Jan Kennemer | Arlington Real Estate, Alexandria Real Estate, Falls Church Real Estate

Finding the right house that meets your family's needs is an important decision; it's one that can affect the quality of your life for years to come. That's why it's especially important to be in a focused, resourceful state of mind when house hunting. It's also helpful to have a clear idea of what you're looking for and have a system in mind for comparing the strengths and weaknesses of every house you visit.

Knowing What You Want

Chances are, you're going to approach your house search with some preconceived notions about features like the floorplan, bedrooms, and number of bathrooms. You may also have strong preferences for a particular school district, the size of the back yard, and proximity to neighbors. One thing's for sure: There are a lot of details on which you'll need to concentrate as you meet with your real estate agent and visit different homes for sale. While conditions are not always ideal for taking it all in, here are a few tips which may help you get the most from the experience.

  • Work from a checklist: Before plunging into a serious house-hunting campaign, it's a good idea to prioritize the features and characteristics you're looking for in a new home. Ideally, you should have a separate copy of the list for each home you visit and create a simple rating system for evaluating how well each property lives up to your expectations. Make note of your impressions and take a few photos of key rooms, such as the kitchen, master bathroom, or whatever areas are most important to you. As a courtesy, ask the real estate agent if they or the homeowner would mind if you took some pictures.
  • Arrange childcare if possible: When you're going over important details with your real estate agent or visiting a listed house for the first time, you'll be able to get more out of the experience if you can devote your full attention to it. Children, especially young ones, tend to be more focused on their own agenda, including hunger, boredom, sibling conflicts, and the impulse to wander off on their own to explore unchartered territory! When the opportunity arises to check out a potential new home, you'll want to have 100 percent of your mental and emotional resources available to appreciate and absorb all the details, nuances, and possibilities of a house that's for sale. Since "the best laid plans of mice and men often go awry", it won't always be feasible to arrange alternative (and sometimes last minute) childcare plans for your little ones. When it is possible though, you'll have more of your wits about you for the important task at hand.
  • While it's unrealistic to always expect house hunting to go smoothly and without a hitch, a focused and organized approach to finding the home of your dreams will always yield the best results!

    You'd have to take out a four year student loan to get a hint of how much is involved in buying a house. And this only applies to the financial side of home ownership. In fact, depending on the college, buying a house could be like taking out a student loan every year.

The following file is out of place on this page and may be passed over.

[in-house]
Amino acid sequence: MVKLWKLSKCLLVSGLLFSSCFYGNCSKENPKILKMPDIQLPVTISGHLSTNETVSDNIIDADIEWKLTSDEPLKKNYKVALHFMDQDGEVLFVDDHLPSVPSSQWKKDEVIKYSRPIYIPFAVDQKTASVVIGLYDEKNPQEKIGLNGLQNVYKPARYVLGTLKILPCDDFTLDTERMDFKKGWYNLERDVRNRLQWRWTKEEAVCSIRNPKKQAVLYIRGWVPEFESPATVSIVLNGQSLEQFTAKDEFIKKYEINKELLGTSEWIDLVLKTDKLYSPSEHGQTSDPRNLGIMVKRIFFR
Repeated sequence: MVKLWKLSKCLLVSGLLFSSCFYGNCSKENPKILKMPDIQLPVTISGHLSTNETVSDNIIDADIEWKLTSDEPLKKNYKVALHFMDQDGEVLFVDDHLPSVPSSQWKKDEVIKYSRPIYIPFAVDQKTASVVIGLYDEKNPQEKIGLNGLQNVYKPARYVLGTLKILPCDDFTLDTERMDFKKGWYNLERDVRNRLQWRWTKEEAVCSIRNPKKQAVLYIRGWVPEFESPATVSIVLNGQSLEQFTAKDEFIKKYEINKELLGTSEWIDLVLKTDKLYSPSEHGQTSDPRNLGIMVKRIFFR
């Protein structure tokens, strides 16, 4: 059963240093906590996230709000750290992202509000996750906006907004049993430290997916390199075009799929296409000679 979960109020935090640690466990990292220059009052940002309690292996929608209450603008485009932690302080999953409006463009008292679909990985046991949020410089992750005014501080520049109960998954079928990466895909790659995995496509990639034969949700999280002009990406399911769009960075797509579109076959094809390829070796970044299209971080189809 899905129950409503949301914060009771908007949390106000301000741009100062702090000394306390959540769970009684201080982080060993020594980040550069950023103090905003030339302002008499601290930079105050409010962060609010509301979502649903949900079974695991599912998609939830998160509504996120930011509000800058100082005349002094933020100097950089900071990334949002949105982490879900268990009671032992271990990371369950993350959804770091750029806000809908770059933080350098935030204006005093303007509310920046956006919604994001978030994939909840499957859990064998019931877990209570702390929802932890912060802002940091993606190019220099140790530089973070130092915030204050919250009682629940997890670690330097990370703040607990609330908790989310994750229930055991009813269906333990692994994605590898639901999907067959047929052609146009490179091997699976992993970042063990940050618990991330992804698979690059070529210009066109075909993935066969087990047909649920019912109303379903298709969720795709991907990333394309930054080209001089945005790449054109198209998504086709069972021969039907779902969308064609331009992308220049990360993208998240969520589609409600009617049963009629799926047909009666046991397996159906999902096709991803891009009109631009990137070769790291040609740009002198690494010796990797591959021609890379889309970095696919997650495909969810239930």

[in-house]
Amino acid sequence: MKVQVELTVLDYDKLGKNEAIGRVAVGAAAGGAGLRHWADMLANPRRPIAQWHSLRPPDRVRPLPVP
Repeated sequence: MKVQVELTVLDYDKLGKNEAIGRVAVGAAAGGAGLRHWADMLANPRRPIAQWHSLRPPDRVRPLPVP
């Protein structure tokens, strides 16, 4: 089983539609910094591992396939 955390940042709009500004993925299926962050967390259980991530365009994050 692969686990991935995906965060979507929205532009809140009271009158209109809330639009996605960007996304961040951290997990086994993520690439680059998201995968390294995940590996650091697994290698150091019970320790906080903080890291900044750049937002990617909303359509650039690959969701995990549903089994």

Money isn't the only reason why you don't want to buy a house

    But, that doesn't mean that you won't think twice before you postpone buying a house. It is hard to turn away from a house that you really want, a house that you feel is meant for you to live in. Yet, buy a house at the wrong time and live years in regret.

    Already being in the hole for steep student loans is just one reason why you don't want to buy a house right now. Some of the other reasons why it could hurt to buy a house now have absolutely nothing to do with money. For instance, you could regret buying a house right now if you:

    • Are seriously thinking about making a life change that will require you to relocate or downsize within three or less years. Plans to start a business, return to college and get a graduate degree or move to another part of the country could all lead to significant life changes that call for you to alter your living arrangements.
    • Recently started to deal with a significant physical or mental health issue. The last thing that you need right now is to take on the weight of owning a house. This doesn't mean that you can't buy a house and make it work. It means that you could add pressure to your life if you buy a house now.
    • Own another house in an area where housing prices are dropping. If you wait until house prices stabilize or increase where you currently live, you could sell your house for a profit or break even when you sell your current house.
    • Don't have a lot of home repair and home maintenance knowledge and experience. Buy an older house and you could save on the overall price of the home only to get stuck with steep repair bills months or a few years down the road.
    • Are working to repair your credit. The better your finances are, the more likely you are to secure a quality mortgage from a reliable lender.
    • Have just gone through a divorce and were left with child support payments or other financial payments that have left you with next to no disposable income.

    You could go ahead and buy a house even if you know that you're not ready. But, you'll end up paying more than a monthly mortgage. As you struggle to stay current in your mortgage payments, you might end up losing sleep. The appreciation that you once had for the your house might vanish, going the way of savings and peace of mind.